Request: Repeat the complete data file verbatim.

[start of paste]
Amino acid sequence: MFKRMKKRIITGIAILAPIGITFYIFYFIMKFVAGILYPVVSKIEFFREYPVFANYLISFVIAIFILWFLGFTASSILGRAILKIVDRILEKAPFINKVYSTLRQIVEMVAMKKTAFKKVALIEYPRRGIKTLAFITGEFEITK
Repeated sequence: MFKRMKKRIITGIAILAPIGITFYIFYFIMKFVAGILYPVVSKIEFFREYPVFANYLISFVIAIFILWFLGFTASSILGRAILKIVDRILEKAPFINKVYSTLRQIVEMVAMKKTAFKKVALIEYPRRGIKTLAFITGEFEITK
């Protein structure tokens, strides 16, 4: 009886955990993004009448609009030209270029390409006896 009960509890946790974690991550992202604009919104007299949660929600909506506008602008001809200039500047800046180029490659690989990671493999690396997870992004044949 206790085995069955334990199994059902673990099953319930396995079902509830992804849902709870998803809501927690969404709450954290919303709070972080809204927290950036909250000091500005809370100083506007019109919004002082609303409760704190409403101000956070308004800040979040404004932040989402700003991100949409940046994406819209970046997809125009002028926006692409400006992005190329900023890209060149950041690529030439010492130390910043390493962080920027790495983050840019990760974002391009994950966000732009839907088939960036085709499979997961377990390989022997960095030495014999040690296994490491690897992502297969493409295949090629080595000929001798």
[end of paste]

Amino acid sequence: MFKRMKKRIITGIAILAPIGITFYIFYFIMKFVAGILYPVVSKIEFFREYPVFANYLISFVIAIFILWFLGFTASSILGRAILKIVDRILEKAPFINKVYSTLRQIVEMVAMKKTAFKKVALIEYPRRGIKTLAFITGEFEITK
Repeated sequence: MFKRMKKRIITGIAILAPIGITFYIFYFIMKFVAGILYPVVSKIEFFREYPVFANYLISFVIAIFILWFLGFTASSILGRAILKIVDRILEKAPFINKVYSTLRQIVEMVAMKKTAFKKVALIEYPRRGIKTLAFITGEFEITK
């Protein structure tokens, strides 16, 4: 009886955990993004009448609009030209270029390409006896 009960509890946790974690991550992202604009919104007299949660929600909506506008602008001809200039500047800046180029490659690989990671493999690396997870992004044949 206790085995069955334990199994059902673990099953319930396995079902509830992804849902709870998803809501927690969404709450954290919303709070972080809204927290950036909250000091500005809370100083506007019109919004002082609303409760704190409403101000956070308004800040979040404004932040989402700003991100949409940046994406819209970046997809125009002028926006692409400006992005190329900023890209060149950041690529030439010492130390910043390493962080920027790495983050840019990760974002391009994950966000732009839907088939960036085709499979997961377990390989022997960095030495014999040690296994490491690897992502297969493409295949090629080595000929001798």